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Web design

Why you should make sure your website is responsive

Why you should make sure your website is responsive

According to an annual report published by in January 2020, there has been an increase in the number of mobile phone, internet and social media users, as well as the time people spend on the internet, illustrated below. Of course, this growth is closely linked to the evolution of technology. The more advanced and therefore more interesting the technology is, the more interested people are to spend time using it. Of the number of mobile phone users, 73% own smartphones, compared to 69.6% in 2018. In fact, from the average of 6 hours and 43 minutes spent on the internet, 3 hours and 22 minutes are dedicated to mobile phone. And time spent on the internet increased by 21 minutes compared to 2014.

Source: – Digital 2020

So we are not only seeing an increase in internet time, but also an increase in mobile phone time. According to the same report, worldwide, compared to 2019, the number of people with a credit card has increased by 18%, banking applications are more popular by 35%, the number of people using ride-hailing apps (Uber, Lyft, Gett, etc.) is 24% higher, phone payments increased by 27%, the number of people holding cryptocurrencies increased by 7% and all categories of products marketed on e-commerce platforms increased by 4.9 and 19%. It is clear that people are increasingly befriending ever-advancing technology and enjoying its benefits.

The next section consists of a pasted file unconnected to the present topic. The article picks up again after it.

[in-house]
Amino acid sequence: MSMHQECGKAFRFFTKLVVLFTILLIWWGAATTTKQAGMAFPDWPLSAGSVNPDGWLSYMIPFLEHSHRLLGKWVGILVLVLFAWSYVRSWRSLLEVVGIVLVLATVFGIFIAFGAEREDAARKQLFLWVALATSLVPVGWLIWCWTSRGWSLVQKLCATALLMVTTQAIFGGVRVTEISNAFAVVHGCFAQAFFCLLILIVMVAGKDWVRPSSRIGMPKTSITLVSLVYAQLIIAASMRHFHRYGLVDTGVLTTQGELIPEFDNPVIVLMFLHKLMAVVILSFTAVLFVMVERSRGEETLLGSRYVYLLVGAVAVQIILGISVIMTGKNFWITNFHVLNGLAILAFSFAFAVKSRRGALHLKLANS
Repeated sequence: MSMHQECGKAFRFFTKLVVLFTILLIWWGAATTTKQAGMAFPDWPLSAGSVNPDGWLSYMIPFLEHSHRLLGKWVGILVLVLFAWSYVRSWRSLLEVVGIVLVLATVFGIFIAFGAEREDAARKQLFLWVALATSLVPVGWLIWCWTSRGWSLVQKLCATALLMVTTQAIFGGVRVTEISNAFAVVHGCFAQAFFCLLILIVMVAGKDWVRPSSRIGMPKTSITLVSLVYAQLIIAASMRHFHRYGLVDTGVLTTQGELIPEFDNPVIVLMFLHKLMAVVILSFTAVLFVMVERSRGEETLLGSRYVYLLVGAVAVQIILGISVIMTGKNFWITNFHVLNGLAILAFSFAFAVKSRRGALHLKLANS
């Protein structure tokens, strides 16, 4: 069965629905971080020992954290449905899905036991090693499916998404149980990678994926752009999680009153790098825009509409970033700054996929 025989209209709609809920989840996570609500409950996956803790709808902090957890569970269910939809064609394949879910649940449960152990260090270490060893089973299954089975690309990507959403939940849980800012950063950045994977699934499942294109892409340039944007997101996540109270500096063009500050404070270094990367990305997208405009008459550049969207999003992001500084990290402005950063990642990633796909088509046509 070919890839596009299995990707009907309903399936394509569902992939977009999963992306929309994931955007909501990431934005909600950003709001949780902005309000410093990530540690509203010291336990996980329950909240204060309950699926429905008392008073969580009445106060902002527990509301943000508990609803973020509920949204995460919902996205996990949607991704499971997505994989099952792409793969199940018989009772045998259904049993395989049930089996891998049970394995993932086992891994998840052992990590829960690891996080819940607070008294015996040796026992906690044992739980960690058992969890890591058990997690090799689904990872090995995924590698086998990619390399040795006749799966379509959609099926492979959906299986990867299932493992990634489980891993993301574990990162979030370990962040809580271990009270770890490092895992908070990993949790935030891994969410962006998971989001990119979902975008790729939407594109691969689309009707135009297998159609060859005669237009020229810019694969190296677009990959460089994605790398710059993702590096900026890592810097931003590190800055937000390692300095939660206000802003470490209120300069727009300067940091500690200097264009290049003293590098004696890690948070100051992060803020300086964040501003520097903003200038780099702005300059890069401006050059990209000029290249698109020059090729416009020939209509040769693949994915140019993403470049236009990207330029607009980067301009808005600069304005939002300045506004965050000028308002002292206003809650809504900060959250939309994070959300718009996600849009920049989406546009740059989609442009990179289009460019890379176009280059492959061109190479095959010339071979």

So it is necessary to have a responsive website, i.e. a website whose design adapts on the user’s screen. If your website is not responsive you can use our services for a redesign.


Timeline – IoT history

Timeline – IoT history

Between 1969 and 1995, the Internet was only available to military organizations, large universities, large companies and researchers. Between 1995 and 2000, ordinary people, technology enthusiasts, began to have access to the Internet. Since 2000 the internet has started to be widely available and used, and since 2007 it has started to be used on mobile phone more and more. Since 2012 technology has been evolving more rapidly, becoming more and more advanced, so we can talk about the Internet of Things. Although the Internet was originally created to connect computers to each other, nowadays we are finding more and more smart devices that connect to the Internet.